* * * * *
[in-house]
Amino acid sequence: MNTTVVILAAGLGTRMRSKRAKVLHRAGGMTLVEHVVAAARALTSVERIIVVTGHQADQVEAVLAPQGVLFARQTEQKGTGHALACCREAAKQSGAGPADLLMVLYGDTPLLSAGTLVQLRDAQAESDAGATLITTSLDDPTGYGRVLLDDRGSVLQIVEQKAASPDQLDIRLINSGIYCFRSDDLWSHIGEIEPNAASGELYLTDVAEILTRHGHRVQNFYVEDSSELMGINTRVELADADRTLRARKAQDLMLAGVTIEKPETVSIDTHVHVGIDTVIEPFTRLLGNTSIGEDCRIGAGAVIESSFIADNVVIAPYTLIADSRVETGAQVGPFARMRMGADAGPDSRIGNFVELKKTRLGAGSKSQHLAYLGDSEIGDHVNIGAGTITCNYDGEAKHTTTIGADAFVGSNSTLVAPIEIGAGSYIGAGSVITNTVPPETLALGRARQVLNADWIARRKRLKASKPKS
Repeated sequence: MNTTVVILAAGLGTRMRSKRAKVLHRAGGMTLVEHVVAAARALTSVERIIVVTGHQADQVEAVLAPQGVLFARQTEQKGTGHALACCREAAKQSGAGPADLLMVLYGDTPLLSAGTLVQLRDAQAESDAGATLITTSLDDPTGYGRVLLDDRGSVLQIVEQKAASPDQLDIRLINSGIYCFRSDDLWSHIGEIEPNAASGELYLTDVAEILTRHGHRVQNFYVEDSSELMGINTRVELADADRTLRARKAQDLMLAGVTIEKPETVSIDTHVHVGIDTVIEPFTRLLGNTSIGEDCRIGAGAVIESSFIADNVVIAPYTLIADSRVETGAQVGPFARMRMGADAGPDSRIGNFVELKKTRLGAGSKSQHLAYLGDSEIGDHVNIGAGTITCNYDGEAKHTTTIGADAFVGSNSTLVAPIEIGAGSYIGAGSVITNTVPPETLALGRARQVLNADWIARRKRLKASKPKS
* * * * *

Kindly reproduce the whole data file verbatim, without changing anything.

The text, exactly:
[in-house]
Amino acid sequence: MNTTVVILAAGLGTRMRSKRAKVLHRAGGMTLVEHVVAAARALTSVERIIVVTGHQADQVEAVLAPQGVLFARQTEQKGTGHALACCREAAKQSGAGPADLLMVLYGDTPLLSAGTLVQLRDAQAESDAGATLITTSLDDPTGYGRVLLDDRGSVLQIVEQKAASPDQLDIRLINSGIYCFRSDDLWSHIGEIEPNAASGELYLTDVAEILTRHGHRVQNFYVEDSSELMGINTRVELADADRTLRARKAQDLMLAGVTIEKPETVSIDTHVHVGIDTVIEPFTRLLGNTSIGEDCRIGAGAVIESSFIADNVVIAPYTLIADSRVETGAQVGPFARMRMGADAGPDSRIGNFVELKKTRLGAGSKSQHLAYLGDSEIGDHVNIGAGTITCNYDGEAKHTTTIGADAFVGSNSTLVAPIEIGAGSYIGAGSVITNTVPPETLALGRARQVLNADWIARRKRLKASKPKS
Repeated sequence: MNTTVVILAAGLGTRMRSKRAKVLHRAGGMTLVEHVVAAARALTSVERIIVVTGHQADQVEAVLAPQGVLFARQTEQKGTGHALACCREAAKQSGAGPADLLMVLYGDTPLLSAGTLVQLRDAQAESDAGATLITTSLDDPTGYGRVLLDDRGSVLQIVEQKAASPDQLDIRLINSGIYCFRSDDLWSHIGEIEPNAASGELYLTDVAEILTRHGHRVQNFYVEDSSELMGINTRVELADADRTLRARKAQDLMLAGVTIEKPETVSIDTHVHVGIDTVIEPFTRLLGNTSIGEDCRIGAGAVIESSFIADNVVIAPYTLIADSRVETGAQVGPFARMRMGADAGPDSRIGNFVELKKTRLGAGSKSQHLAYLGDSEIGDHVNIGAGTITCNYDGEAKHTTTIGADAFVGSNSTLVAPIEIGAGSYIGAGSVITNTVPPETLALGRARQVLNADWIARRKRLKASKPKS